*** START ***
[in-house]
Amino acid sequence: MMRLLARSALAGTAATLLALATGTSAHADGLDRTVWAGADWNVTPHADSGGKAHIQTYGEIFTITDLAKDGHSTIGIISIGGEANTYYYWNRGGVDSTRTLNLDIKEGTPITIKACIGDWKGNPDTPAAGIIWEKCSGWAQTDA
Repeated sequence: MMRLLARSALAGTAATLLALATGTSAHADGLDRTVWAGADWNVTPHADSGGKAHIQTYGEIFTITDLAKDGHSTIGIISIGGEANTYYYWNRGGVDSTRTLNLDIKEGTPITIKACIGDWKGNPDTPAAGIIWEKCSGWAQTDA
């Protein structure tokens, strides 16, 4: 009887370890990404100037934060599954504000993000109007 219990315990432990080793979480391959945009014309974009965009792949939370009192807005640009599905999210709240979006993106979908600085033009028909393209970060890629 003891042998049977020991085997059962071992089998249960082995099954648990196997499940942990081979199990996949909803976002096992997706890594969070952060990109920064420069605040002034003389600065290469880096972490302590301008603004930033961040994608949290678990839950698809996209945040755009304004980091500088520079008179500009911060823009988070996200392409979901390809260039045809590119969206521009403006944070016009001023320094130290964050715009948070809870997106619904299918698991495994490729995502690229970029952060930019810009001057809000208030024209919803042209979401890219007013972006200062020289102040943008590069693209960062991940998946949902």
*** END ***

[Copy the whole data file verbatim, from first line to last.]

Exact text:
[in-house]
Amino acid sequence: MMRLLARSALAGTAATLLALATGTSAHADGLDRTVWAGADWNVTPHADSGGKAHIQTYGEIFTITDLAKDGHSTIGIISIGGEANTYYYWNRGGVDSTRTLNLDIKEGTPITIKACIGDWKGNPDTPAAGIIWEKCSGWAQTDA
Repeated sequence: MMRLLARSALAGTAATLLALATGTSAHADGLDRTVWAGADWNVTPHADSGGKAHIQTYGEIFTITDLAKDGHSTIGIISIGGEANTYYYWNRGGVDSTRTLNLDIKEGTPITIKACIGDWKGNPDTPAAGIIWEKCSGWAQTDA
């Protein structure tokens, strides 16, 4: 009887370890990404100037934060599954504000993000109007 219990315990432990080793979480391959945009014309974009965009792949939370009192807005640009599905999210709240979006993106979908600085033009028909393209970060890629 003891042998049977020991085997059962071992089998249960082995099954648990196997499940942990081979199990996949909803976002096992997706890594969070952060990109920064420069605040002034003389600065290469880096972490302590301008603004930033961040994608949290678990839950698809996209945040755009304004980091500088520079008179500009911060823009988070996200392409979901390809260039045809590119969206521009403006944070016009001023320094130290964050715009948070809870997106619904299918698991495994490729995502690229970029952060930019810009001057809000208030024209919803042209979401890219007013972006200062020289102040943008590069693209960062991940998946949902």